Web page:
I know little about the Marvel Comics character Deadpool. In fact, as big a comic book fan as I am, I doubt I’ve read even a single issue or story involving this character though the various illustrated pieces (covers mostly) I’ve seen suggest a tongue-in-cheek take on “badass” superheros like The Punisher or Wolverine.
Based on the movie version, looks like I nailed it on the proverbial head.
The movie version of Deadpool was released earlier this year following some very clever marketing such as this, which suggested (too well!) the film was some kind of romantic tearjerker…
And this one, which backed that up a little and hinted more at what to expect:
I’ll include the following red band (beware NSFW language and some sexual content) trailer (can’t believe I’m showing three trailers to one film!) which gives a better indication of the film’s actual tone:
Now, I’m a fan of “crude” humor. Some of my favorite comedies are those that push the limits and, here and there, Deadpool does just that. There are parts of the film that had me laughing out loud but there were other parts of the film that…didn’t.
The movie’s plot goes like this: A merc-for-hire named Wade (Ryan Reynolds, clearly not afraid to make fun of everything, including himself) is introduced via a mission involving a stalker. Nothing big, just one of those things intended to get audiences to see he’s one of those guys with good intentions despite the fact that he has no problem killing people in the most gory of ways (this we’ll see plenty of).
At his bar/hangout he meets Vanessa (Morena Baccarin), a hooker who it turns out has a glib attitude very similar to Wade’s. He “hires” her, takes her out (he, like she, has a heart of gold so therefore Wade doesn’t just hit the sack with her) and of course they fall deeply, madly in love.
Then, tragedy. Wade finds his body is riddled with cancer and, out of desperation, agrees to a nebulous procedure conducted by an equally nebulous group to cure himself. Of course, the people behind the procedure, Ajax (Ed Skrein) and Angel Dust (Gina Carano) are eeeeevvvviiiilllll villains interested in bringing out people’s mutations to then do something or another with them. Seriously, I don’t even know the why here.
So they torture Wade until his mutation appears and it winds up being something along the line of Wolverine-type healing. The experimental procedure, however, is so brutal it takes away Wade’s good looks and leaves him resembling a burn victim (much knee slapping fun is to be had with this). While his cancer is gone and his ugly new looks keep him from going back to the love of his life, Wade hides his identity behind a costume and -voila!- Deadpool roams the streets of the city hunting down the evil scum that made him while pining for his lost love.
His bloody actions, however, catch the attention of X-Men members Colossus (a really well done totally digital creation voiced by Stefan Kapicic) and Negasonic Teenage Warhead (a delightfully sullen Brianna Hildebrand) and they try to get Deadpool to renounce his bloody ways and become a “true” superhero.
As I said above, there are parts -many parts actually- of the film that were funny and enjoyable. Unfortunately, there were other parts of the film that were, IMHO, childish and stupid and featured, again IMHO, far too much gore.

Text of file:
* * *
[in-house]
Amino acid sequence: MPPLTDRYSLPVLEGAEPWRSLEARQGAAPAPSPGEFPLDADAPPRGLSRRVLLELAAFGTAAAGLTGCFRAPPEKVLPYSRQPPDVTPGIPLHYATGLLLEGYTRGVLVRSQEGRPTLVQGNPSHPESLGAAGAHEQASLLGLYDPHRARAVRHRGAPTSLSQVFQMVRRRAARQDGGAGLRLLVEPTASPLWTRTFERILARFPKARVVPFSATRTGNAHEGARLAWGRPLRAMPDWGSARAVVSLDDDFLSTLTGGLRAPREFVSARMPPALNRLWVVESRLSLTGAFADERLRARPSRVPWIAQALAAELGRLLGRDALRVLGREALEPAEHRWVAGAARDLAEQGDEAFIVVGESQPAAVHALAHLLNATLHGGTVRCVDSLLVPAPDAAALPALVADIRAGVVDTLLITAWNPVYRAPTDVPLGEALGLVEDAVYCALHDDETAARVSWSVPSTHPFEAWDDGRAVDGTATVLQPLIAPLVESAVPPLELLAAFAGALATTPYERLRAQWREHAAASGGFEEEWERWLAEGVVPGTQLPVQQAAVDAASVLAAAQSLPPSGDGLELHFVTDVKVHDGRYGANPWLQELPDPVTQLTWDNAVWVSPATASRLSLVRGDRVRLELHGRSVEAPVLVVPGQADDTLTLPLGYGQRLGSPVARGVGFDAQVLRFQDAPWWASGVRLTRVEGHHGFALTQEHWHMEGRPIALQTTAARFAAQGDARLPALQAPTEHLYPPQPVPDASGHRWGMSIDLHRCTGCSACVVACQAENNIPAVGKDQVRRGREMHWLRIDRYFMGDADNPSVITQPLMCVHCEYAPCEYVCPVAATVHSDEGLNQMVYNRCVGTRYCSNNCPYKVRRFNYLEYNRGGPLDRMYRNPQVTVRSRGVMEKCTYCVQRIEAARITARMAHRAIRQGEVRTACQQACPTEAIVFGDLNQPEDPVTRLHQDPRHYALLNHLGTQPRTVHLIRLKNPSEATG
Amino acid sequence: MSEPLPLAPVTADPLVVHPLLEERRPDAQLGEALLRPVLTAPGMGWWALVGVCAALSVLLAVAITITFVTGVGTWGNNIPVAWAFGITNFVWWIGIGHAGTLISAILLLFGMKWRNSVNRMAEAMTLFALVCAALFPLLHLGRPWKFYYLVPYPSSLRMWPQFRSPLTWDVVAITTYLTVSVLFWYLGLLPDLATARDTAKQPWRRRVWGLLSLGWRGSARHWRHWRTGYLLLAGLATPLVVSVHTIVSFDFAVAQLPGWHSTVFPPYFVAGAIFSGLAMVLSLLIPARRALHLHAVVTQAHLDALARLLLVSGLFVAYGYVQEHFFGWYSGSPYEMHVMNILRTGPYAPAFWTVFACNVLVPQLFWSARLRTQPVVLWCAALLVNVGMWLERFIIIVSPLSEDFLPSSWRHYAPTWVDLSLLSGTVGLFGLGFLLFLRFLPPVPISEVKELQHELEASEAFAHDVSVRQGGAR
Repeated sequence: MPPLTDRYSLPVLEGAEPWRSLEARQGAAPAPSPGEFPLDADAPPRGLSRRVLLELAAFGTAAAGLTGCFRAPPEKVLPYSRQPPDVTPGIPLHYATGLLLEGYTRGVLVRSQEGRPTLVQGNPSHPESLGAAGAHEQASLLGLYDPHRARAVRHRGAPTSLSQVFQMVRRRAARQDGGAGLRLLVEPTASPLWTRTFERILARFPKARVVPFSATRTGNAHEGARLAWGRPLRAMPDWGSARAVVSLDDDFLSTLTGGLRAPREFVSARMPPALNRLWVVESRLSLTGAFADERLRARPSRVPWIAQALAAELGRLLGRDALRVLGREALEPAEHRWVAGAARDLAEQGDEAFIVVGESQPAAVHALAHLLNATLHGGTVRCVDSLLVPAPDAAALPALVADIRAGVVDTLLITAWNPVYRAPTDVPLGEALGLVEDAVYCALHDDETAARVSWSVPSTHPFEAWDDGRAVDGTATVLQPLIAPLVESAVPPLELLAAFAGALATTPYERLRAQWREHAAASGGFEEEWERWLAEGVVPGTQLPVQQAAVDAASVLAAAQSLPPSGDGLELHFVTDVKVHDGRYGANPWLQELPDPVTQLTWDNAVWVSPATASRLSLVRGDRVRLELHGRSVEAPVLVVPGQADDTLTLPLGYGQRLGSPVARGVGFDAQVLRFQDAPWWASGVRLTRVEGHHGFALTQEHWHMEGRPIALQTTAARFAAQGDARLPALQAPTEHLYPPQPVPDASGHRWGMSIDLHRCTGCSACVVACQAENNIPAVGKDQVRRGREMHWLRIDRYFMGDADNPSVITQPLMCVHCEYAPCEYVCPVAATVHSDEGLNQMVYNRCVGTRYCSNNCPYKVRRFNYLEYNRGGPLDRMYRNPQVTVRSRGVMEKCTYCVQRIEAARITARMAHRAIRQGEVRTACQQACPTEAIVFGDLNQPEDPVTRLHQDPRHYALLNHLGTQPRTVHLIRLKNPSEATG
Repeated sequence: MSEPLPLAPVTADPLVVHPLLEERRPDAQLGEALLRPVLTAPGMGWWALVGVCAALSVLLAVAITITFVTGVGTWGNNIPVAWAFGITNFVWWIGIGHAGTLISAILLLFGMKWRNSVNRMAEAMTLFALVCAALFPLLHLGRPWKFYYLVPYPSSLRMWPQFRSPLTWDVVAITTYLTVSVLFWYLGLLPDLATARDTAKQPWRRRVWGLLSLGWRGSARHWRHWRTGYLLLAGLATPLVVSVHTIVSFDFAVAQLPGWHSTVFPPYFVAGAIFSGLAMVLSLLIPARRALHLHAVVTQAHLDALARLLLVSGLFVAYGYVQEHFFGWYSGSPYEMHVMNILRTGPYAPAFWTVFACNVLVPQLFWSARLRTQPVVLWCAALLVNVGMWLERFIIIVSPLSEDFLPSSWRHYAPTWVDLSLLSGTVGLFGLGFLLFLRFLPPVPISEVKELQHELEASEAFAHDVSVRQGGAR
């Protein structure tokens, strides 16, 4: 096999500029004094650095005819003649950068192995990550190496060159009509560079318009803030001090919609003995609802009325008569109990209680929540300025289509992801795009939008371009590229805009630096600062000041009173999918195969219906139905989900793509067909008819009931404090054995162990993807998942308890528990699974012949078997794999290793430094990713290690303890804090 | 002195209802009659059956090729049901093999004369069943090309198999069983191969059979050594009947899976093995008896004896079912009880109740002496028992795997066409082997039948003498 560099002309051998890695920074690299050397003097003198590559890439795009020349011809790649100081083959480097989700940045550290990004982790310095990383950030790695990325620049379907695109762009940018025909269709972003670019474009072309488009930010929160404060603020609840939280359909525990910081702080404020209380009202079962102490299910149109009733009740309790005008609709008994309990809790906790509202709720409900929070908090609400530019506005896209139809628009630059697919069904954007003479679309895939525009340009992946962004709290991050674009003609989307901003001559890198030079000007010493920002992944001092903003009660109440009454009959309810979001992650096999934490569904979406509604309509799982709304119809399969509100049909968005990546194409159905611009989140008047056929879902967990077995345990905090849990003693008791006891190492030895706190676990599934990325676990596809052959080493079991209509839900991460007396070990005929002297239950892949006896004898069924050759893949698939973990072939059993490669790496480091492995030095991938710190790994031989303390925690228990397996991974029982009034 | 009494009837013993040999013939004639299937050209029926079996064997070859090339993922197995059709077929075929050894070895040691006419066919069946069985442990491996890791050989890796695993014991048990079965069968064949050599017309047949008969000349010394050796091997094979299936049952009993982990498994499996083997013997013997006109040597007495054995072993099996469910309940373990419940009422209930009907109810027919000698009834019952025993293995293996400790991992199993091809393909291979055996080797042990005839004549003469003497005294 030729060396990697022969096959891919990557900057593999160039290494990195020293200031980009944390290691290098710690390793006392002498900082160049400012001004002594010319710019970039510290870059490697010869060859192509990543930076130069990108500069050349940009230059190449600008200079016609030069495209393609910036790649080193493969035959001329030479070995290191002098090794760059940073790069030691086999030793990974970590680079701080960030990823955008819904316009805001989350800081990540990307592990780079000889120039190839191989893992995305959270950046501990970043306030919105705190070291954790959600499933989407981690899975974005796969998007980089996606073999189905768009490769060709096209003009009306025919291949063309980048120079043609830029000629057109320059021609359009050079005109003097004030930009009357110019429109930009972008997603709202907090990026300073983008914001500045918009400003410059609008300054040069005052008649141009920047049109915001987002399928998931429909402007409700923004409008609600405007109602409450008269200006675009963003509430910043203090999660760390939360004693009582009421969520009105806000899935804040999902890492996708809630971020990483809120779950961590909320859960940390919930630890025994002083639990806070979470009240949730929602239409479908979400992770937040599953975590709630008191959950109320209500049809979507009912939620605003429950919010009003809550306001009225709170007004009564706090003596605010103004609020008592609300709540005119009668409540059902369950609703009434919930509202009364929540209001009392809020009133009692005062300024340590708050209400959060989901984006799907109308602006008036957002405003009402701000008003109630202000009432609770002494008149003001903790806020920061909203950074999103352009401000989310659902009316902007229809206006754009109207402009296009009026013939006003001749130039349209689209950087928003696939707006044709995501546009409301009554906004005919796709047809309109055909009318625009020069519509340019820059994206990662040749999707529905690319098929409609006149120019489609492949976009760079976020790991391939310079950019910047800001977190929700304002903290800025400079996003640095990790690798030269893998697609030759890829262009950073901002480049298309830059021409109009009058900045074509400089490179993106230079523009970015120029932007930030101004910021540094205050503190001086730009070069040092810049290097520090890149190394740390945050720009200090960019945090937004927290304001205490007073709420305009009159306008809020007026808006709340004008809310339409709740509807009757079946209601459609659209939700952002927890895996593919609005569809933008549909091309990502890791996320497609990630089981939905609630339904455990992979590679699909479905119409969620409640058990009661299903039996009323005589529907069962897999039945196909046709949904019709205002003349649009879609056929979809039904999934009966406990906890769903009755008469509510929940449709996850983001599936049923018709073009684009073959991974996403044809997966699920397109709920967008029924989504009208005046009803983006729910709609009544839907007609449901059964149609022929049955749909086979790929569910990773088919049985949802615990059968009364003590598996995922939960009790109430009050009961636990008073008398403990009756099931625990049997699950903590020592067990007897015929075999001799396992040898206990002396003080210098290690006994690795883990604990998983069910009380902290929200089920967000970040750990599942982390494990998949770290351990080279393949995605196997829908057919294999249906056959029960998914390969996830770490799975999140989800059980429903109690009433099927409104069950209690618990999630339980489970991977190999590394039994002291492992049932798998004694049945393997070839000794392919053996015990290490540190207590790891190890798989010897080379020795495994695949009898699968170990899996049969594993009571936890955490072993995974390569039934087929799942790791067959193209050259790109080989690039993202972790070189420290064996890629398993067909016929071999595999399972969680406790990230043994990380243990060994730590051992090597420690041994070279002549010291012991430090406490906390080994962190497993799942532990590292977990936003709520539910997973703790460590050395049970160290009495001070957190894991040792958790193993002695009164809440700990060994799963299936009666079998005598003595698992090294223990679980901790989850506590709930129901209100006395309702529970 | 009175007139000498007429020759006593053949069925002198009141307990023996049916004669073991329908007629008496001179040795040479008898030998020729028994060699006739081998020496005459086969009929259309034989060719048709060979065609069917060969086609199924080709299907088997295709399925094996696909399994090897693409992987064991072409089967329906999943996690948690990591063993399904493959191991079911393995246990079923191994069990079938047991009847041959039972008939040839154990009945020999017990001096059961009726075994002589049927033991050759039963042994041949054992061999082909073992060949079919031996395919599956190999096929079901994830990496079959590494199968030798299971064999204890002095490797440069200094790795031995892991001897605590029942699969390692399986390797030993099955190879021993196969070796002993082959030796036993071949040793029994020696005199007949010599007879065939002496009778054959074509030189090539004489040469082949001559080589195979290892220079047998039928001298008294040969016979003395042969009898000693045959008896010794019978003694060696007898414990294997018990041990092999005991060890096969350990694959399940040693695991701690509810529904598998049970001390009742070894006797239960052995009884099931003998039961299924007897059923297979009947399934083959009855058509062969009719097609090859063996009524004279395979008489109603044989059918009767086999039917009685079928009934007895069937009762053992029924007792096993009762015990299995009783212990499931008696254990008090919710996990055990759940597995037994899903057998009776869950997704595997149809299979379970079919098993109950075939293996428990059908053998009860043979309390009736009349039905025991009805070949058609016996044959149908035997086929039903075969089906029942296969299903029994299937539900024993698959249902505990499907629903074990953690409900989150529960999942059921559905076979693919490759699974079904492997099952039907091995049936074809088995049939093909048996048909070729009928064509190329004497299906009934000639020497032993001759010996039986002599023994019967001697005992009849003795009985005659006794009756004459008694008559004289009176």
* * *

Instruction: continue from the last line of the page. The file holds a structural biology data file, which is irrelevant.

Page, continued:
Mind you, I’m not squeamish and I’ve loved me some very hardcore features in the past, but the bloody violence presented here felt at odds with the silly tone of the film. For me it came down to this: If you’re going to make a cartoon, why not go all out and feature cartoonish violence rather than more realistic and bloody gore?
Further, when all is said and done one comes away realizing this film has a surprisingly dull story to tell. The main villain, like far too many of them of late in movies, is given very little motivation beyond being bad for the sake of being bad. Worse, he’s upstaged, in my opinion, by Gina Carano’s Angel Dust, a character who barely has any dialogue.
Now that I mention that character, it occurs to me the movie’s side characters, and especially the female side characters wound up being the ones I liked the most, from Angel Dust to Negasonic Teenage Warhead (love the name and the character’s attitude…like Angel Dust she barely says anything and yet she’s more interesting than most people around her!), to Blind Al (Leslie Uggams), Deadpool’s weird roommate.
What does it say when you come away from a film like this and the three leads, Deadpool, Vanessa, and Ajax, aren’t necessarily the ones you care about or want to see the most of?
Despite all the complaints mentioned, I nonetheless recommend the film. As I also said above, while there were parts of the film that didn’t work for me there were others that were quite hilarious. In its own bizarre way Deadpool tries to stretch the borders of the superhero film and for the most part manages to do so well.
POSTSCRIPT: As I wrote the above review I had to bite my tongue. I really, really don’t want to flog a dead horse but now that the review is “over”, I just need to get this out of my system:
Why are people so negative about the so-called “murderverse” of Zach Snyder and the dark tone of Batman v Superman: Dawn of Justice yet give a film like Deadpool a complete pass?
As “brutal” as Batman was in BvS, there was a reason given for that (his view that Superman was a threat to all humanity). However brutal as Batman was in the film, he never did anything approaching what Deadpool does in his film yet because its “tongue in cheek” we can accept his multiple, bloody murders, including the very brutal way he eventually takes out Ajax?!